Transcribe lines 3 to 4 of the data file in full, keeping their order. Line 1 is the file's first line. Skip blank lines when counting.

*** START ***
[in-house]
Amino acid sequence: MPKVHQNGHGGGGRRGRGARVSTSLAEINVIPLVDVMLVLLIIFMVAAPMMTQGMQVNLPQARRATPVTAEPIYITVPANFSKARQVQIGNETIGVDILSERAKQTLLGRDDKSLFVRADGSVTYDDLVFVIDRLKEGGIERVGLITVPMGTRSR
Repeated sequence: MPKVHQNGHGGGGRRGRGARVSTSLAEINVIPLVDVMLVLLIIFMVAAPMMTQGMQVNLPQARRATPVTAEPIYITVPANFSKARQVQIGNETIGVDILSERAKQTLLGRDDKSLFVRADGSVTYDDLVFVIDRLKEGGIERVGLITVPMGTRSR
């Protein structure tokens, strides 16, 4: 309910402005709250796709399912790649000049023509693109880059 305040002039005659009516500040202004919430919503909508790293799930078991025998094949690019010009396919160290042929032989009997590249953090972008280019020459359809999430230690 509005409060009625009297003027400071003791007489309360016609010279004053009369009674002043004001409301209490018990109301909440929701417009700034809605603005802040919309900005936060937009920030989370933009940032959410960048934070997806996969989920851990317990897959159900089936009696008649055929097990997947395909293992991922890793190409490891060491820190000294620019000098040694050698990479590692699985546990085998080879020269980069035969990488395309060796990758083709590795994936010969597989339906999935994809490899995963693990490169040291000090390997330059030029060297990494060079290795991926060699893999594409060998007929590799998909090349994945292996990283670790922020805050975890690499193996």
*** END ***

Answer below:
Repeated sequence: MPKVHQNGHGGGGRRGRGARVSTSLAEINVIPLVDVMLVLLIIFMVAAPMMTQGMQVNLPQARRATPVTAEPIYITVPANFSKARQVQIGNETIGVDILSERAKQTLLGRDDKSLFVRADGSVTYDDLVFVIDRLKEGGIERVGLITVPMGTRSR
């Protein structure tokens, strides 16, 4: 309910402005709250796709399912790649000049023509693109880059 305040002039005659009516500040202004919430919503909508790293799930078991025998094949690019010009396919160290042929032989009997590249953090972008280019020459359809999430230690 509005409060009625009297003027400071003791007489309360016609010279004053009369009674002043004001409301209490018990109301909440929701417009700034809605603005802040919309900005936060937009920030989370933009940032959410960048934070997806996969989920851990317990897959159900089936009696008649055929097990997947395909293992991922890793190409490891060491820190000294620019000098040694050698990479590692699985546990085998080879020269980069035969990488395309060796990758083709590795994936010969597989339906999935994809490899995963693990490169040291000090390997330059030029060297990494060079290795991926060699893999594409060998007929590799998909090349994945292996990283670790922020805050975890690499193996």